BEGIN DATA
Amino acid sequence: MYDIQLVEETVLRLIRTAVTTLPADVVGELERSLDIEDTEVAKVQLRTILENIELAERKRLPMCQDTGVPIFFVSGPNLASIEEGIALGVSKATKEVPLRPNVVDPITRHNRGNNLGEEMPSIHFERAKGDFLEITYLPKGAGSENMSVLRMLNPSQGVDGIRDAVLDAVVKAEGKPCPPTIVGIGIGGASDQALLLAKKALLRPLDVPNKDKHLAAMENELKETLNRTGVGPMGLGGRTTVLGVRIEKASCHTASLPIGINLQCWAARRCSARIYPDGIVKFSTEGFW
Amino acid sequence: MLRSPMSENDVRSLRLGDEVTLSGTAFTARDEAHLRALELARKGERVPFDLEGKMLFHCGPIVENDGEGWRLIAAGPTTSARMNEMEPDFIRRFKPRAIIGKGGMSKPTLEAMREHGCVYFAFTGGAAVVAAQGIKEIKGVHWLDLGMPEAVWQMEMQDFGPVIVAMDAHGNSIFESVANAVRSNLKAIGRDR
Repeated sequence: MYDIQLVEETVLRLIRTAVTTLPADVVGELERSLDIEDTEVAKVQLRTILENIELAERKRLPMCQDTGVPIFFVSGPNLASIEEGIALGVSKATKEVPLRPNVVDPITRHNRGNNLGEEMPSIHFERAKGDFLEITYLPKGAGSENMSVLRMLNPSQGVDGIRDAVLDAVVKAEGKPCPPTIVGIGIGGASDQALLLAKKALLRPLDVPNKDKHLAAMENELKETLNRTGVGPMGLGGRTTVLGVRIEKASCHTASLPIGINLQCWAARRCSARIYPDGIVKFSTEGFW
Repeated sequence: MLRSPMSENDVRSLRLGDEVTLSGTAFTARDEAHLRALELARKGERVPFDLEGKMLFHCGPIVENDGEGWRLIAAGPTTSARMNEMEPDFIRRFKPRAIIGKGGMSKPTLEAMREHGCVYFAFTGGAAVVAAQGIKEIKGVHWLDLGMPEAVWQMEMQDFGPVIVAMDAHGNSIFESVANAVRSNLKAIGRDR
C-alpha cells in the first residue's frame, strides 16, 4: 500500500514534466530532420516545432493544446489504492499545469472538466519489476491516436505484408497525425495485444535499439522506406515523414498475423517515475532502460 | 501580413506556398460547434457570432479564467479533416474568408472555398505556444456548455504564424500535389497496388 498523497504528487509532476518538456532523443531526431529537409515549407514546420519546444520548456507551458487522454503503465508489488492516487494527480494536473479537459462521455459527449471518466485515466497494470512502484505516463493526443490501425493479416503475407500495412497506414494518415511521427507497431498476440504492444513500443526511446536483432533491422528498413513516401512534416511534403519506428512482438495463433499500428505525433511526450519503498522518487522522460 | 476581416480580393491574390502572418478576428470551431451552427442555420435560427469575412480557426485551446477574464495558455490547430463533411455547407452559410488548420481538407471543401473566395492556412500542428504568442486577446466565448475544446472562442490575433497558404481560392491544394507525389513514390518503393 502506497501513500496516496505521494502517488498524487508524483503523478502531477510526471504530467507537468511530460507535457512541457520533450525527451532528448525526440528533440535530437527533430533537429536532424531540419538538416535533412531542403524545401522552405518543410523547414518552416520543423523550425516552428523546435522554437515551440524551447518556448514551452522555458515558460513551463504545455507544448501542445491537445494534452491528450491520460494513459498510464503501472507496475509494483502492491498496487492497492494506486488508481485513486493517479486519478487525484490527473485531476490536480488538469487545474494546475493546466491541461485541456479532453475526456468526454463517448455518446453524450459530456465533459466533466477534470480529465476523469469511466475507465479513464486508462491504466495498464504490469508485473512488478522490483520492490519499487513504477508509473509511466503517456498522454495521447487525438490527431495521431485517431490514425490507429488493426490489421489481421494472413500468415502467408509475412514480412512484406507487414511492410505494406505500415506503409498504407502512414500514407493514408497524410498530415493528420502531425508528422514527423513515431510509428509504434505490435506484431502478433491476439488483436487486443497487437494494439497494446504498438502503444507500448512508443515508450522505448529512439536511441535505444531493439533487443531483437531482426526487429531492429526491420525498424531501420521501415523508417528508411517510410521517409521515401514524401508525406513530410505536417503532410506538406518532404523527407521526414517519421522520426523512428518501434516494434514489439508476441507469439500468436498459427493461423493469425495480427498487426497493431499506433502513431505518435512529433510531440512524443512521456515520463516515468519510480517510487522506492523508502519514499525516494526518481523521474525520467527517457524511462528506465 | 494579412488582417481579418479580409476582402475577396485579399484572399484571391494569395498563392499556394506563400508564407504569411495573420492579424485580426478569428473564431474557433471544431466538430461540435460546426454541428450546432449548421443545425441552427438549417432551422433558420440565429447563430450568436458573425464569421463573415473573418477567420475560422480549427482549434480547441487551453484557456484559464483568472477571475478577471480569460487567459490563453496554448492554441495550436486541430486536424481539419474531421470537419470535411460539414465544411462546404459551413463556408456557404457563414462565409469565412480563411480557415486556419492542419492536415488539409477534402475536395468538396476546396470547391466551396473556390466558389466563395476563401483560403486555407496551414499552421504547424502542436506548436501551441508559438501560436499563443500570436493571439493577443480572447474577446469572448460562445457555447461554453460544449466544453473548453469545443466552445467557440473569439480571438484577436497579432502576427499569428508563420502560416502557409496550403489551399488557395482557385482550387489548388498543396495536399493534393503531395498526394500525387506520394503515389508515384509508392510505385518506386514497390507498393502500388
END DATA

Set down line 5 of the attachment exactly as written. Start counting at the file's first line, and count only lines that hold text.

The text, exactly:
C-alpha cells in the first residue's frame, strides 16, 4: 500500500514534466530532420516545432493544446489504492499545469472538466519489476491516436505484408497525425495485444535499439522506406515523414498475423517515475532502460 | 501580413506556398460547434457570432479564467479533416474568408472555398505556444456548455504564424500535389497496388 498523497504528487509532476518538456532523443531526431529537409515549407514546420519546444520548456507551458487522454503503465508489488492516487494527480494536473479537459462521455459527449471518466485515466497494470512502484505516463493526443490501425493479416503475407500495412497506414494518415511521427507497431498476440504492444513500443526511446536483432533491422528498413513516401512534416511534403519506428512482438495463433499500428505525433511526450519503498522518487522522460 | 476581416480580393491574390502572418478576428470551431451552427442555420435560427469575412480557426485551446477574464495558455490547430463533411455547407452559410488548420481538407471543401473566395492556412500542428504568442486577446466565448475544446472562442490575433497558404481560392491544394507525389513514390518503393 502506497501513500496516496505521494502517488498524487508524483503523478502531477510526471504530467507537468511530460507535457512541457520533450525527451532528448525526440528533440535530437527533430533537429536532424531540419538538416535533412531542403524545401522552405518543410523547414518552416520543423523550425516552428523546435522554437515551440524551447518556448514551452522555458515558460513551463504545455507544448501542445491537445494534452491528450491520460494513459498510464503501472507496475509494483502492491498496487492497492494506486488508481485513486493517479486519478487525484490527473485531476490536480488538469487545474494546475493546466491541461485541456479532453475526456468526454463517448455518446453524450459530456465533459466533466477534470480529465476523469469511466475507465479513464486508462491504466495498464504490469508485473512488478522490483520492490519499487513504477508509473509511466503517456498522454495521447487525438490527431495521431485517431490514425490507429488493426490489421489481421494472413500468415502467408509475412514480412512484406507487414511492410505494406505500415506503409498504407502512414500514407493514408497524410498530415493528420502531425508528422514527423513515431510509428509504434505490435506484431502478433491476439488483436487486443497487437494494439497494446504498438502503444507500448512508443515508450522505448529512439536511441535505444531493439533487443531483437531482426526487429531492429526491420525498424531501420521501415523508417528508411517510410521517409521515401514524401508525406513530410505536417503532410506538406518532404523527407521526414517519421522520426523512428518501434516494434514489439508476441507469439500468436498459427493461423493469425495480427498487426497493431499506433502513431505518435512529433510531440512524443512521456515520463516515468519510480517510487522506492523508502519514499525516494526518481523521474525520467527517457524511462528506465 | 494579412488582417481579418479580409476582402475577396485579399484572399484571391494569395498563392499556394506563400508564407504569411495573420492579424485580426478569428473564431474557433471544431466538430461540435460546426454541428450546432449548421443545425441552427438549417432551422433558420440565429447563430450568436458573425464569421463573415473573418477567420475560422480549427482549434480547441487551453484557456484559464483568472477571475478577471480569460487567459490563453496554448492554441495550436486541430486536424481539419474531421470537419470535411460539414465544411462546404459551413463556408456557404457563414462565409469565412480563411480557415486556419492542419492536415488539409477534402475536395468538396476546396470547391466551396473556390466558389466563395476563401483560403486555407496551414499552421504547424502542436506548436501551441508559438501560436499563443500570436493571439493577443480572447474577446469572448460562445457555447461554453460544449466544453473548453469545443466552445467557440473569439480571438484577436497579432502576427499569428508563420502560416502557409496550403489551399488557395482557385482550387489548388498543396495536399493534393503531395498526394500525387506520394503515389508515384509508392510505385518506386514497390507498393502500388